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Rights groups condemn attack on Sikh cab driver in NYC

Press Trust of India  |  New York 

Civil rights groups are strongly condemning a "racially motivated" attack on a Sikh taxi driver here, calling it an assault "on all New Yorkers".

Harkirat Singh (25), an immigrant from who moved to the US three years ago, was assaulted and his turban knocked off by unruly passengers in the early hours of Sunday.


The New York Police Department is investigating the incident as a possible hate crime.

The New York chapter of the Council on American-Islamic Relations (CAIR-NY), a leading Muslim civil rights and advocacy organisation, condemned the "racially and religiously motivated attack" on Singh.

"As brothers and sisters facing increased racially and religiously motivated attacks, this reprehensible attack against Singh resonates strongly with our community," CAIR-NY Executive Director Afaf Nasher said in a statement.

CAIR-NY Legal Director Albert Cahn said no New Yorker should ever face violence because of his or her faith.

"We are a city united by our diversity. Any attack motivated by religious bigotry is an attack on all New Yorkers and the values we hold dear," Cahn added.

According to police, Singh was attacked by his passengers during a trip from Madison Square Garden to the Bronx. The passengers reportedly called Singh "Ali Baba," swore at him, refused to pay the cab fare, and attempted to break the cab meter and partition. The passengers then, while fleeing the police, ripped Singh's turban from his head.

Sikh rights group The Sikh Coalition urged the NYPD to hold the perpetrators accountable and called on the city administration to make bias prevention a top priority.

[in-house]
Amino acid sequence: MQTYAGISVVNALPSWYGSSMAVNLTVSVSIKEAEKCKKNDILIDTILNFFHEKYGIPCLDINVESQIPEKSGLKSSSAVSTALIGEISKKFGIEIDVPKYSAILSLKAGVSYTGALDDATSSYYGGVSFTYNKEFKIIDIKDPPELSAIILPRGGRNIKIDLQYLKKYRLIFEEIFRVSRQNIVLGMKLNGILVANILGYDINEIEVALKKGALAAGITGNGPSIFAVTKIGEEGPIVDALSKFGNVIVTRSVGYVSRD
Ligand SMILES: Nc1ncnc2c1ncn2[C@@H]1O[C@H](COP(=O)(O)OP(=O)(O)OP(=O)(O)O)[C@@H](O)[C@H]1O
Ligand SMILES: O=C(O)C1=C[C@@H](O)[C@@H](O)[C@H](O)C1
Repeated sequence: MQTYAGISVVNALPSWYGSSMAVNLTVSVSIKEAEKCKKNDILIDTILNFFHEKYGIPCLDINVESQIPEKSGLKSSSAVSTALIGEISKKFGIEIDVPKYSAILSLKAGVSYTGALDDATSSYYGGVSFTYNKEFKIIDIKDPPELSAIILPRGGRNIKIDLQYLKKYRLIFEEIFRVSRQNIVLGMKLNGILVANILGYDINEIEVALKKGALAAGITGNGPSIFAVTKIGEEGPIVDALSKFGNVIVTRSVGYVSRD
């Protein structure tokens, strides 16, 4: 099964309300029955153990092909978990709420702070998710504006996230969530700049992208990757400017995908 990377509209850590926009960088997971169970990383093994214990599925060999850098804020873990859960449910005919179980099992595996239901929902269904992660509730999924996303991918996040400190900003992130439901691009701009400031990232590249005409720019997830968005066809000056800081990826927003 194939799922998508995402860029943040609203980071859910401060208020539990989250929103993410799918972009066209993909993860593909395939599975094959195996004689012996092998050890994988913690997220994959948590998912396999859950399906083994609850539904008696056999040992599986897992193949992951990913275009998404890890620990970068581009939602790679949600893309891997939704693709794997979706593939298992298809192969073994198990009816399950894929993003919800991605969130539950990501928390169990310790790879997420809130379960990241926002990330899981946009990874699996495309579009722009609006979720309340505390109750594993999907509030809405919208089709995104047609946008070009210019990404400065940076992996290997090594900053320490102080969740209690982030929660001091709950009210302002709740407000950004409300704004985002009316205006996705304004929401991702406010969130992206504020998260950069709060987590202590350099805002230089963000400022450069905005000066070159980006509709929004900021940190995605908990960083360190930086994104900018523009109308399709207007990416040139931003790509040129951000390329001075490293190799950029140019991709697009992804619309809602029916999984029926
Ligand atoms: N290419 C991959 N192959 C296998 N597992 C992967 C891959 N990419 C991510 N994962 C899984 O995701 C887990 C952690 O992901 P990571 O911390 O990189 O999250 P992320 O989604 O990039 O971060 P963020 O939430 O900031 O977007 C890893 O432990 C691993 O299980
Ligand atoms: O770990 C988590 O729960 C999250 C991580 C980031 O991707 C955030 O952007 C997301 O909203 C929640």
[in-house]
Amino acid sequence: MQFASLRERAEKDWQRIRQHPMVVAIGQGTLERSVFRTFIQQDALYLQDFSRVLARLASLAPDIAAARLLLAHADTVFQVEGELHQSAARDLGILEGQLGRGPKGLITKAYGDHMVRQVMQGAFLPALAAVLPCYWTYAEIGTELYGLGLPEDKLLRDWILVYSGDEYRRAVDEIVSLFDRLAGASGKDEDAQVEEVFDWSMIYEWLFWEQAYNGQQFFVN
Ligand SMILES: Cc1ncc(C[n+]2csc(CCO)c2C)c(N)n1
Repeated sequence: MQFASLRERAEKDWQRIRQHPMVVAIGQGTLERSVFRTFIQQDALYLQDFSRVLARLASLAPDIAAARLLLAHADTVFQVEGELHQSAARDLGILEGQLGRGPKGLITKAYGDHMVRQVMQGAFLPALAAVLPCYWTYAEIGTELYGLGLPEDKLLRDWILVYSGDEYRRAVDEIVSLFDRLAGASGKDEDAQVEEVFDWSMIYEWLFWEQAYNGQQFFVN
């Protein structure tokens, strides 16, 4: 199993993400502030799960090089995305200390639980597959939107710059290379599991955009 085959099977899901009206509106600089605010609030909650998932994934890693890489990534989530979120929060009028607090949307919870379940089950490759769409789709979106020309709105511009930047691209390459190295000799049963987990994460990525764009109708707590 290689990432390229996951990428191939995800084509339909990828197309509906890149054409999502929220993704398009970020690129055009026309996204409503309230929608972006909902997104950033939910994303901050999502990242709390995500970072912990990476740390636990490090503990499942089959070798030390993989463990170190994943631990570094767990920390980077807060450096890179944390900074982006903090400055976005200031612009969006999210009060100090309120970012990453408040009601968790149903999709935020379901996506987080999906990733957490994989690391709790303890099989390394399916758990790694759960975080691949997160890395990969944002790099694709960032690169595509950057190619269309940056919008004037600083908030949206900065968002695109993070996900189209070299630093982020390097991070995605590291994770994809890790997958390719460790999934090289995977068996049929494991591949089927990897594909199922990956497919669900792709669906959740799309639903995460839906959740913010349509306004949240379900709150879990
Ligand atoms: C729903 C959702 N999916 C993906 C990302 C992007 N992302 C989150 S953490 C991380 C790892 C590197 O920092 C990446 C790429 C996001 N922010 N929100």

"It is one thing for law enforcement to respond to hate crimes after the fact, but we collectively need to start thinking about ways to prevent hate crimes from occurring in the first place," Sikh Coalition Interim Managing Director of Programs Rajdeep Singh Jolly said in a statement.

Recently, several anti-Sikh attacks have received national attention. Earlier this year in Kent, Washington, a Sikh man was accosted by another man in his driveway and told to "go back to his country". The individual then shot the Sikh in the arm. Local authorities are looking into the attack as a possible hate crime.

CAIR-NY said there has been an unprecedented spike in hate rhetoric and bias-motivated incidents targeting Sikhs, American Muslims and other minorities since the election of President Donald Trump.

Earlier this month, the NYPD noted that there has been a 100 percent increase in hate crimes. CAIR-NY said the figure is a gross underestimation due to under-reporting.

The attack on Singh occurred just hours after thousands of Sikhs had gathered at Times Square for the 'Turban day' event organised by a Sikh group to spread awareness about the faith.

(This story has not been edited by Business Standard staff and is auto-generated from a syndicated feed.)

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